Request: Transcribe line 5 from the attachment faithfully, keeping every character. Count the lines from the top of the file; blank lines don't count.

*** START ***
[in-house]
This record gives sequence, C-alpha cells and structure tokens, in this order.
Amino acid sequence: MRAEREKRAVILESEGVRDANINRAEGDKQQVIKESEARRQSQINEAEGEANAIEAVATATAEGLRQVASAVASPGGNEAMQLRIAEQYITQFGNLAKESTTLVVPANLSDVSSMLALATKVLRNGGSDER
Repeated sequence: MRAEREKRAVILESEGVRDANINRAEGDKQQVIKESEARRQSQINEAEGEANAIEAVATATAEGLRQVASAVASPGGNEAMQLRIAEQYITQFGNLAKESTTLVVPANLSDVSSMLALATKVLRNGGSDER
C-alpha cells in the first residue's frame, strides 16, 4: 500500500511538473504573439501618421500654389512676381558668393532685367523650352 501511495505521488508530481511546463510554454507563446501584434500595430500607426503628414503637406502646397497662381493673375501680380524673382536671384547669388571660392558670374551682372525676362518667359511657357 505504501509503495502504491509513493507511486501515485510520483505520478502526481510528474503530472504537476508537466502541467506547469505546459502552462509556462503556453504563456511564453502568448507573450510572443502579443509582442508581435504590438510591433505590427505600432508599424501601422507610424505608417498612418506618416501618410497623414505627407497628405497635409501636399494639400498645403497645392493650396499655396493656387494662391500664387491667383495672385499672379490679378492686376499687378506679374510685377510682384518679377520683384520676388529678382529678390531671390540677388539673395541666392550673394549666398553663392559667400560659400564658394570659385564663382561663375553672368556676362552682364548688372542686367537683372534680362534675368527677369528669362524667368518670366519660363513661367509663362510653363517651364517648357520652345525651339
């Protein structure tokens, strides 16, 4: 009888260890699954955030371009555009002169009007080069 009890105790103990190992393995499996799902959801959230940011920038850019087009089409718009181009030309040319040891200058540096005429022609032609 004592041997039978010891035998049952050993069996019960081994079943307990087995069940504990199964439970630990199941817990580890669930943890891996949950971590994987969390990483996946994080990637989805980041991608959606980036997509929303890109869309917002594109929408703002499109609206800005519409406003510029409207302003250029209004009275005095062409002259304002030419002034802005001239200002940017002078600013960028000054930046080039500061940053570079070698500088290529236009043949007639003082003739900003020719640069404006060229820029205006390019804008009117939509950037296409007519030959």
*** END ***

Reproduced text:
C-alpha cells in the first residue's frame, strides 16, 4: 500500500511538473504573439501618421500654389512676381558668393532685367523650352 501511495505521488508530481511546463510554454507563446501584434500595430500607426503628414503637406502646397497662381493673375501680380524673382536671384547669388571660392558670374551682372525676362518667359511657357 505504501509503495502504491509513493507511486501515485510520483505520478502526481510528474503530472504537476508537466502541467506547469505546459502552462509556462503556453504563456511564453502568448507573450510572443502579443509582442508581435504590438510591433505590427505600432508599424501601422507610424505608417498612418506618416501618410497623414505627407497628405497635409501636399494639400498645403497645392493650396499655396493656387494662391500664387491667383495672385499672379490679378492686376499687378506679374510685377510682384518679377520683384520676388529678382529678390531671390540677388539673395541666392550673394549666398553663392559667400560659400564658394570659385564663382561663375553672368556676362552682364548688372542686367537683372534680362534675368527677369528669362524667368518670366519660363513661367509663362510653363517651364517648357520652345525651339